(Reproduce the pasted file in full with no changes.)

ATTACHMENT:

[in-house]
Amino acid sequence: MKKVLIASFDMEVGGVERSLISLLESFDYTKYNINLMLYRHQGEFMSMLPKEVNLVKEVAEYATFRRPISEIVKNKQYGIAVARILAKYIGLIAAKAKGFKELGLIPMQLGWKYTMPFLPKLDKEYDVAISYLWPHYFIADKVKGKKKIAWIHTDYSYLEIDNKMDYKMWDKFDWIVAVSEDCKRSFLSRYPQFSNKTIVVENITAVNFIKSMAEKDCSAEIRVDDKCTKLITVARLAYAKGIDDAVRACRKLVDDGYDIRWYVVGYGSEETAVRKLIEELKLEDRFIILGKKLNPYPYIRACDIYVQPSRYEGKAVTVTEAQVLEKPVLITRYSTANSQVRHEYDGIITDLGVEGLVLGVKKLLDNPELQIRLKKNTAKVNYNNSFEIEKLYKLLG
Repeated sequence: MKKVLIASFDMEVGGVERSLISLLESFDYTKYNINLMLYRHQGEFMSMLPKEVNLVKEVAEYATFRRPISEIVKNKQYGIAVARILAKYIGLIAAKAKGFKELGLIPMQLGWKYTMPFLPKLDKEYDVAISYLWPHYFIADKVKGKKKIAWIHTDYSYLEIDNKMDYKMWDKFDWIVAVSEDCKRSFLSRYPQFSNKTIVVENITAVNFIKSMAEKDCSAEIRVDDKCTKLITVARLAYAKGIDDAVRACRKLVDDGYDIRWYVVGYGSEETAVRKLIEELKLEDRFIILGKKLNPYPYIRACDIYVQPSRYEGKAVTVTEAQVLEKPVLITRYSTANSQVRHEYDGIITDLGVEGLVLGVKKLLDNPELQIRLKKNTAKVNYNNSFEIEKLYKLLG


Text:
[in-house]
Amino acid sequence: MKKVLIASFDMEVGGVERSLISLLESFDYTKYNINLMLYRHQGEFMSMLPKEVNLVKEVAEYATFRRPISEIVKNKQYGIAVARILAKYIGLIAAKAKGFKELGLIPMQLGWKYTMPFLPKLDKEYDVAISYLWPHYFIADKVKGKKKIAWIHTDYSYLEIDNKMDYKMWDKFDWIVAVSEDCKRSFLSRYPQFSNKTIVVENITAVNFIKSMAEKDCSAEIRVDDKCTKLITVARLAYAKGIDDAVRACRKLVDDGYDIRWYVVGYGSEETAVRKLIEELKLEDRFIILGKKLNPYPYIRACDIYVQPSRYEGKAVTVTEAQVLEKPVLITRYSTANSQVRHEYDGIITDLGVEGLVLGVKKLLDNPELQIRLKKNTAKVNYNNSFEIEKLYKLLG
Repeated sequence: MKKVLIASFDMEVGGVERSLISLLESFDYTKYNINLMLYRHQGEFMSMLPKEVNLVKEVAEYATFRRPISEIVKNKQYGIAVARILAKYIGLIAAKAKGFKELGLIPMQLGWKYTMPFLPKLDKEYDVAISYLWPHYFIADKVKGKKKIAWIHTDYSYLEIDNKMDYKMWDKFDWIVAVSEDCKRSFLSRYPQFSNKTIVVENITAVNFIKSMAEKDCSAEIRVDDKCTKLITVARLAYAKGIDDAVRACRKLVDDGYDIRWYVVGYGSEETAVRKLIEELKLEDRFIILGKKLNPYPYIRACDIYVQPSRYEGKAVTVTEAQVLEKPVLITRYSTANSQVRHEYDGIITDLGVEGLVLGVKKLLDNPELQIRLKKNTAKVNYNNSFEIEKLYKLLG